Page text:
When cult-watching organizations first came on the scene a few decades ago, they focused mainly on exposing the non-Christian beliefs and alleged brainwashing techniques of such groups as the Unification Church, the Children of God, and The Way International. In addition, they sought to expose the teachings of more conventional religious groups, including Mormons and Jehovah's Witnesses, whose doctrines were incompatible with the essential tenets of Christian faith.

These long-standing emphases have continued for many apologetics ministries, which today number about 600. In recent years, however, the countercult movement has increasingly focused its investigative energies on individuals and organizations that have a strong foothold in certain segments of the Christian community.

This refocusing was reflected in the title of the Evangelical Ministries to New Religions (EMNR) conference, "The Cults, Occult and Word-Faith Movement," in September in Philadelphia. One of the plenary sessions featured a panel discussion on the issue of whether the Word-Faith movement should be considered cultic.

Among those identified as subscribing to some form of Word-Faith doctrine were Trinity Broadcasting Network president Paul Crouch, Korean megachurch leader David Yonggi Cho, and television preachers Kenneth Copeland, Marilyn Hickey, Fred Price, Benny Hinn, Oral Roberts, Rodney Howard-Browne, and Kenneth Hagin.

Plenary speaker Hank Hanegraaff, president of the Christian Research Institute (CRI), explained that, according to Word-Faith teaching, "faith is a force, words being the container of the force. And through the force of faith, you can create your own reality." Hanegraaff, whose best-selling Christianity in Crisis details the "erroneous teachings of Faith teachers," added that within a Word-Faith context, "when you're born again, you not only have salvation, but you have unlimited health and unlimited wealth. All you have to do is visualize it, speak it into existence."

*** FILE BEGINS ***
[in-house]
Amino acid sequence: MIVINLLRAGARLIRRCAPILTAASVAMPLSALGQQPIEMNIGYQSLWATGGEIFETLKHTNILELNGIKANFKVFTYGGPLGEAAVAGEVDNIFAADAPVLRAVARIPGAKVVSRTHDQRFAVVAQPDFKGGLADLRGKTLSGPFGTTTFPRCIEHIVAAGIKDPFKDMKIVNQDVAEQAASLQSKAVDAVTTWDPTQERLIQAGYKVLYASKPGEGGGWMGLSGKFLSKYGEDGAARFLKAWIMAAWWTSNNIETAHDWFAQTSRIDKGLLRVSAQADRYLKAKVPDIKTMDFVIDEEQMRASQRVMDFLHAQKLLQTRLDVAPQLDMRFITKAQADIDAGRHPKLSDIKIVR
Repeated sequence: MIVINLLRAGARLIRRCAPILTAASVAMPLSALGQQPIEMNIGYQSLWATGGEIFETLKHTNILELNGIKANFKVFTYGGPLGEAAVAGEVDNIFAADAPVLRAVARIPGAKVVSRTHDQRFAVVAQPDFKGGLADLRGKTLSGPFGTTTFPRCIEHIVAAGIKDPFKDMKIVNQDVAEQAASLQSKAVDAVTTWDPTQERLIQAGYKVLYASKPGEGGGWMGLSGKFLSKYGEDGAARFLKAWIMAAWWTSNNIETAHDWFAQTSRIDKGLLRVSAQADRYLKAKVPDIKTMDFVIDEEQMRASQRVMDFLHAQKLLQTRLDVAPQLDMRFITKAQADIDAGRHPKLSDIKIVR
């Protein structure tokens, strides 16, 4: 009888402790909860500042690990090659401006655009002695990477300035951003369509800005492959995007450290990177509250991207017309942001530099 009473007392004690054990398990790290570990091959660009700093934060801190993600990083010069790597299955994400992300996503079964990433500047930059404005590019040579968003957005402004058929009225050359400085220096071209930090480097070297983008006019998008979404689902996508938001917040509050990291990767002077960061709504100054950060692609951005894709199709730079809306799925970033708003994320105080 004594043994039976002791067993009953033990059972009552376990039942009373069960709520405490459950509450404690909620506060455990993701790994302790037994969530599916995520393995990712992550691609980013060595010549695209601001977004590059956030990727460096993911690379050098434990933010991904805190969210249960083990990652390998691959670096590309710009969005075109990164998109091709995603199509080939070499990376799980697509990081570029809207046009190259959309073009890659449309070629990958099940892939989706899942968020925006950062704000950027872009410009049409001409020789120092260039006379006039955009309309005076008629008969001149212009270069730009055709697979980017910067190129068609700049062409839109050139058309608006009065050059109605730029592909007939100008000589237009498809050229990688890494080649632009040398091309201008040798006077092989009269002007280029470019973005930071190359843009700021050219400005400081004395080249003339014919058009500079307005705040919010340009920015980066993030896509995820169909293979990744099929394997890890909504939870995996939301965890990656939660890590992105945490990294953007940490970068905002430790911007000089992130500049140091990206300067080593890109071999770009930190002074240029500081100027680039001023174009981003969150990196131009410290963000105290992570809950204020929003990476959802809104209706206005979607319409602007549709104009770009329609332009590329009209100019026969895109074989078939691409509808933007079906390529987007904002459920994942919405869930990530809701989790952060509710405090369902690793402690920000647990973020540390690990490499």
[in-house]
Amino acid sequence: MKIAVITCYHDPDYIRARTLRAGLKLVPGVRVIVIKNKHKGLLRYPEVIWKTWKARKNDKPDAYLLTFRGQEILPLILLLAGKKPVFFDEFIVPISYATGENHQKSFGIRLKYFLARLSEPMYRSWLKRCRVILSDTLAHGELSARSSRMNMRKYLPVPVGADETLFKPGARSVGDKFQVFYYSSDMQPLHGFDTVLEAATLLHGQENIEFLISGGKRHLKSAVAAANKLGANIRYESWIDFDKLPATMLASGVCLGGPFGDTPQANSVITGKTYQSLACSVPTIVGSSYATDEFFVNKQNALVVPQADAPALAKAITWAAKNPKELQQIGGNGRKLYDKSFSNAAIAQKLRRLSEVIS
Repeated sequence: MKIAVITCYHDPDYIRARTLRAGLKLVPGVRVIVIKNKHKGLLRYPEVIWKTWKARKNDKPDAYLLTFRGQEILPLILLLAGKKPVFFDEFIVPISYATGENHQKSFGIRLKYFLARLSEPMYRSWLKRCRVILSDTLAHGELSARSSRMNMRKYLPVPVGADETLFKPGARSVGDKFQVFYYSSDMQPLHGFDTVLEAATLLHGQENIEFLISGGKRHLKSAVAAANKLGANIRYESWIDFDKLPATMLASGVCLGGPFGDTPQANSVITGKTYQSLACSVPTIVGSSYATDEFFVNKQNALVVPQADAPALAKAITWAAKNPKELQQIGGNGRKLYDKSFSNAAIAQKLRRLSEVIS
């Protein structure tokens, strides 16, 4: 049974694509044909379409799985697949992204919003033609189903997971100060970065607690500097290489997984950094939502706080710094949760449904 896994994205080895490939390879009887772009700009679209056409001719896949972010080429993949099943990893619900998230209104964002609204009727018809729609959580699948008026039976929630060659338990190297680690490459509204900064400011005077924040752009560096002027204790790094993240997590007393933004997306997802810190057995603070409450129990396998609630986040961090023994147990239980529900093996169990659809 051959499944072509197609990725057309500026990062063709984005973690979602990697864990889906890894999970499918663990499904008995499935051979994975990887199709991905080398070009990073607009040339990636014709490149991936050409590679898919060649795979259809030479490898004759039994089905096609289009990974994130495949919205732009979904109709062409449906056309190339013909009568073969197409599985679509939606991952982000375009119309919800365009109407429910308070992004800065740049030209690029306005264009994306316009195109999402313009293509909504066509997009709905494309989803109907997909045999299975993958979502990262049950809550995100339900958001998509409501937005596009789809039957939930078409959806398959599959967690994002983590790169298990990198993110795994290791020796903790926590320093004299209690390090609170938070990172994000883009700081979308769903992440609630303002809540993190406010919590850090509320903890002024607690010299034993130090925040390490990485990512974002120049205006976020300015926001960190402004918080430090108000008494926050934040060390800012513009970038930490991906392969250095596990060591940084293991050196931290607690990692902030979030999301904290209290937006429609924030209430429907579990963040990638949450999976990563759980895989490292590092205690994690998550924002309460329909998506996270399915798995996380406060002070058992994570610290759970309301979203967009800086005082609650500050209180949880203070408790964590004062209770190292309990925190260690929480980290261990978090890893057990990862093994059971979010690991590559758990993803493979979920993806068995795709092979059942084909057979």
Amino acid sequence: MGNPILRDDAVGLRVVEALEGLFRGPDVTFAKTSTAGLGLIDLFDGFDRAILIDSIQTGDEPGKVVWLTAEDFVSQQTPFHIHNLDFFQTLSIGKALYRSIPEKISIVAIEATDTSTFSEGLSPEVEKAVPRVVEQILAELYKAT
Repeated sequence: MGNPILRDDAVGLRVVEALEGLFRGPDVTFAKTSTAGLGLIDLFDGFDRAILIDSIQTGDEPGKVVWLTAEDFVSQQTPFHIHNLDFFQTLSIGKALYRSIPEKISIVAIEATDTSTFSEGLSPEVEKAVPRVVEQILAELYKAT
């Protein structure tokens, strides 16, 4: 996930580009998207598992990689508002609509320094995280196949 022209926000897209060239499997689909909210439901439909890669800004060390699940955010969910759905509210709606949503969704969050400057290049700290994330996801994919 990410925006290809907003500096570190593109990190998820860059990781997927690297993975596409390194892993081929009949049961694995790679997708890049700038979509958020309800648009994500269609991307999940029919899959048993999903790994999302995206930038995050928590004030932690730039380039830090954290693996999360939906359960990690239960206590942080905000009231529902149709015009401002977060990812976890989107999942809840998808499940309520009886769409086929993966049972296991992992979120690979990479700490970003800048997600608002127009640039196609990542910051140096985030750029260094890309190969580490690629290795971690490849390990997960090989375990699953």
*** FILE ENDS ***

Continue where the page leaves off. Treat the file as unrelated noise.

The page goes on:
Nearly all in the countercult community believe that Word-Faith teachings are laden with aberrant and heretical departures from sound Christian doctrine.

Apologetics ministries are divided on the Vineyard movement, founded by John Wimber. Bill Alnor, EMNR executive director, said there are "horrible things going on" in Vineyard churches, including people roaring like lions and barking like dogs, all in the name of Spirit-filled worship. Hanegraaff accused Wimber of promoting "rank heresy in the church."

One workshop was devoted to critiquing Howard-Browne, a South African who has been dubbed the "laughing evangelist." Howard-Browne encourages his listeners in "holy laughter," a phenomenon he attributes to the Holy Spirit (see "Is Laughing for the Lord Holy?"). Workshop leader G. Richard Fisher of Personal Freedom Outreach claimed that "Howard-Browne's spiritual expressions and methodology are more at home in the occult than in Christianity."


The Philadelphia gathering was in part an effort to bring more apologetics ministries together under the EMNR umbrella. Norman Geisler of Southern Evangelical Divinity Seminary said those active in apologetics have been "the countercult people." Geisler denounced the efforts of those who have tried to dismiss the apologetics community as "heresy hunters."

Achieving unity among apologetics leaders, however, may be far more easily envisioned than accomplished. The countercult community has its own share of critics who contend that standards for evaluating churches and organizations are overly subjective, and that they differ from ministry to ministry.

These charges are understandable in light of some of the divisions within the countercult movement. For example, one of the best-known figures in the movement, Ron Enroth, was noticeably absent from the Philadelphia event. Enroth took Jesus People USA (JPUSA), which is represented on EMNR's board of directors, to task in his book "Churches That Abuse."

JPUSA representative and panelist Jon Trott observed that at least three times during the conference, speakers-to his dismay-accused the evangelistic organization Jews for Jesus of employing cultlike tactics.

Geisler affirmed apologetics ministries as crucial to the life of the church, claiming that cults and aberrant Christian groups have flourished to the extent that churches have "failed to teach the truth." Geisler quoted the late Walter Martin, a pioneer of the contemporary countercult movement, as saying, "Cults live on the unpaid bills of the church."

Have something to add about this? See something we missed? Share your feedback here.

Our digital archives are a work in progress. Let us know if corrections need to be made.